In 1903, the Labrador was recognized by the English Kennel Club, but at that time no definite standard of the breed was agreed upon. Fortunately for the breed, its followers were primarily interested in the development of working qualities. Unhampered by a standard, they were able to continue their breeding schemes, which included occasional outcrosses, and were responsible for producing the multi-purpose dog that is our present-day Labrador Retriever.
According to some records, the Labrador’s first appearance in the show ring took place as early 1860. Oddly enough, this was long before the breed received its official nod from the Kennel Club. It is said that King George V had a great deal to do with awakening national interest in the breed.
Then as now, the majority of the Labrador’s followers attributed little importance to success in the show ring. They measured value by the ability to deliver in the field. As a means of discerning their Labrador’s respective merits, small groups of enthusiasts started to hold retriever trials in 1880.
Over a period of time, the interest and the entries grew considerably. As a result of this increased competition, breeders redoubled their efforts to refine and strengthen the Labrador’s valuable qualities, each striving to outdo the other. This healthy competition produced the strong foundation that is responsible for the proficient working ability of the breed today.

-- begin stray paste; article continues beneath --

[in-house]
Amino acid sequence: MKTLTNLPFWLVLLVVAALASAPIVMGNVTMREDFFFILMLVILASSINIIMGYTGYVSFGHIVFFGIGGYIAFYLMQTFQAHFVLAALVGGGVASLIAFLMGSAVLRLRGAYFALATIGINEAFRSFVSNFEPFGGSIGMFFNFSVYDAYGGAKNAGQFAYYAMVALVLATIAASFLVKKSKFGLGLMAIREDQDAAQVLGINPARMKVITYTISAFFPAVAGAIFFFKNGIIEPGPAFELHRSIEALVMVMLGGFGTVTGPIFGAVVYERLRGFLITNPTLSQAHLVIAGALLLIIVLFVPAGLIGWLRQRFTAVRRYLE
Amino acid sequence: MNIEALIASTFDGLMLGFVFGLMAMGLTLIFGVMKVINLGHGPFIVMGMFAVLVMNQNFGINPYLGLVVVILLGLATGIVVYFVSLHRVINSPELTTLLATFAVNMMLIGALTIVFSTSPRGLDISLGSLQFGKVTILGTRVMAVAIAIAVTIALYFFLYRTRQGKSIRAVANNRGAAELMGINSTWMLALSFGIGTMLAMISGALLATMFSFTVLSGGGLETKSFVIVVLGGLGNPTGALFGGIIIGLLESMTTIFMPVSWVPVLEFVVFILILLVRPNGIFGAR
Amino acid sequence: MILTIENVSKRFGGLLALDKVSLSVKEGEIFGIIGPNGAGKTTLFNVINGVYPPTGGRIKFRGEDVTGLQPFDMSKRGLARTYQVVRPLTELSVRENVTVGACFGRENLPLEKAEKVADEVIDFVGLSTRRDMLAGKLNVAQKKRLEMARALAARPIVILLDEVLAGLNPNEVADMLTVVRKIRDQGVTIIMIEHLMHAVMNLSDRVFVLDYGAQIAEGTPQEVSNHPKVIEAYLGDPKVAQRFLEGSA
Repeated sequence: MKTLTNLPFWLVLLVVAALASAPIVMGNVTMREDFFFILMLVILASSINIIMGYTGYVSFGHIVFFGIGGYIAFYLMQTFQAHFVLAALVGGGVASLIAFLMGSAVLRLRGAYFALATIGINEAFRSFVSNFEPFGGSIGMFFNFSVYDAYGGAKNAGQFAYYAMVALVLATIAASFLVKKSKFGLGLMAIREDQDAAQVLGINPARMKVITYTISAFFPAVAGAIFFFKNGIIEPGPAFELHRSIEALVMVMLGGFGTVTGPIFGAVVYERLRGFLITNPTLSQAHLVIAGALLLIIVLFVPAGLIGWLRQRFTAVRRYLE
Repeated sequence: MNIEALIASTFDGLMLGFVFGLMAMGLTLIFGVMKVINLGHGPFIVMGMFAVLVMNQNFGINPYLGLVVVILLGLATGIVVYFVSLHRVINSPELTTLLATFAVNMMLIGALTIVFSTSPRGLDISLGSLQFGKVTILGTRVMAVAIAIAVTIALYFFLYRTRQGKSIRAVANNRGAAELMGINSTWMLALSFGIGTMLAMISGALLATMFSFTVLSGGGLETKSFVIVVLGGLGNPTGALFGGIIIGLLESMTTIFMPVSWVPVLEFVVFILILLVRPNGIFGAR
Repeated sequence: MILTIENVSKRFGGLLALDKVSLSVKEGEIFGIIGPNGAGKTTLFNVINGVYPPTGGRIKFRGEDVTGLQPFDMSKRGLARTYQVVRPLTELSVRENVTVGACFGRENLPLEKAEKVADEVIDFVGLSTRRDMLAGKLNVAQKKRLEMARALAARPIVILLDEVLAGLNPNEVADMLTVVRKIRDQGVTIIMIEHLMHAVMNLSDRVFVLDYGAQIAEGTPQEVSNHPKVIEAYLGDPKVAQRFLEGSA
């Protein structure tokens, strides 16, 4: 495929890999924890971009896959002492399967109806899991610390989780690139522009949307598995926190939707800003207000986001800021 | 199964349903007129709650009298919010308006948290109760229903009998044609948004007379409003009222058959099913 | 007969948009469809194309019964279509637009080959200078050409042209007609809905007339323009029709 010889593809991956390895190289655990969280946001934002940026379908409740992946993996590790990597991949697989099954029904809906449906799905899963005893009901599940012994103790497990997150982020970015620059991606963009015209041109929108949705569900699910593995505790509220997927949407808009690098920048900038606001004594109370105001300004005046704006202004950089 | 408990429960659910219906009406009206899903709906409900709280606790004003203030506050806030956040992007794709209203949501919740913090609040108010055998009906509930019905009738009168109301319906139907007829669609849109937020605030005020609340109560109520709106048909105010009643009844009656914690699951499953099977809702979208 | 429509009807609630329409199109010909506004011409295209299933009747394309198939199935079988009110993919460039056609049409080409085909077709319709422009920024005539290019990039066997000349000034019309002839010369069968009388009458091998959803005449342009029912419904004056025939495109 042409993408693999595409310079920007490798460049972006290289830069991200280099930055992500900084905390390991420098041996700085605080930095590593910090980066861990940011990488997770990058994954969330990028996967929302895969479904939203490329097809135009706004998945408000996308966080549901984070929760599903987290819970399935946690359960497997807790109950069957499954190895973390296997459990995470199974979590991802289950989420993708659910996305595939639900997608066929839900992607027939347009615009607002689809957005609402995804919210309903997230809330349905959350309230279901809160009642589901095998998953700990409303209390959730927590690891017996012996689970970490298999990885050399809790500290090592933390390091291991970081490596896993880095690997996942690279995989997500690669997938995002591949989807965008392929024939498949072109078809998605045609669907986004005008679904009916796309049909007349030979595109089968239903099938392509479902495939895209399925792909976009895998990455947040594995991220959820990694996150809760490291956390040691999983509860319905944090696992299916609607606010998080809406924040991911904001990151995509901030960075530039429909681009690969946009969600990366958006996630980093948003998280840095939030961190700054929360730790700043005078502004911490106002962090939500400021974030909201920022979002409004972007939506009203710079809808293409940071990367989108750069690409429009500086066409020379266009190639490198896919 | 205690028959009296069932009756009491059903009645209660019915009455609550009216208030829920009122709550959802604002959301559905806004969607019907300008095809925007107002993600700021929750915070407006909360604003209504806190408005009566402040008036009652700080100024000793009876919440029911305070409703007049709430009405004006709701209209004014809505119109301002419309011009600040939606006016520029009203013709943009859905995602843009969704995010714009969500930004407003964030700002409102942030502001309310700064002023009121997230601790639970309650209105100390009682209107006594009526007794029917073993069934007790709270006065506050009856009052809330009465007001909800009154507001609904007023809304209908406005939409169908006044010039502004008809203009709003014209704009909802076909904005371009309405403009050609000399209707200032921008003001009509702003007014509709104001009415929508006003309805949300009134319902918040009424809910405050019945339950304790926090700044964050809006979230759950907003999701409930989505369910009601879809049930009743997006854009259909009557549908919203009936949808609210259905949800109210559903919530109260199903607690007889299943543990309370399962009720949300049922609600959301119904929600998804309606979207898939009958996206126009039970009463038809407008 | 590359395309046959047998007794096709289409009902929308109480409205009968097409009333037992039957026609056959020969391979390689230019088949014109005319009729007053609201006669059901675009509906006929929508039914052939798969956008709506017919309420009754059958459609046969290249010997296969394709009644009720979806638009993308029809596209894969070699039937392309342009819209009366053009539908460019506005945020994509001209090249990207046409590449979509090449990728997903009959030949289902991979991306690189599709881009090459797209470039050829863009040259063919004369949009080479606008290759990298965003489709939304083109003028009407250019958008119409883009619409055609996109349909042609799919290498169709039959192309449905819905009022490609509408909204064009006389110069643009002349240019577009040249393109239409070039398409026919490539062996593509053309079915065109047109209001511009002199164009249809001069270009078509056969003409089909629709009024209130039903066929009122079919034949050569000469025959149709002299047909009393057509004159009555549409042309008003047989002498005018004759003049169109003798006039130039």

Americans knew little of the Labrador’s true usefulness until after World War 1. At that time they gradually began to be imported, but it was not until the middle 1930s that they gained any sort of widespread acclaim. Retriever field trials were largely responsible for the rapid spread of the breed’s popularity in the United States. Once the Labrador had the chance to demonstrate his capabilities before the public, his reputation and numbers grew quickly.
The breed has made a highly successful trial record in the United States. For example, during one 20-year period, Labradors placed first in 520 out of 637 trials open to all breeds of retrievers and Irish Water Spaniels. They have gained the coveted title of National Retriever Champion for twelve out of the first sixteen years it was in existence.
Little known before the 1930s, the Labrador has already taken an unchallenged lead in the retriever field and today is steadily climbing to a well-earned place among the country’s leading breeds.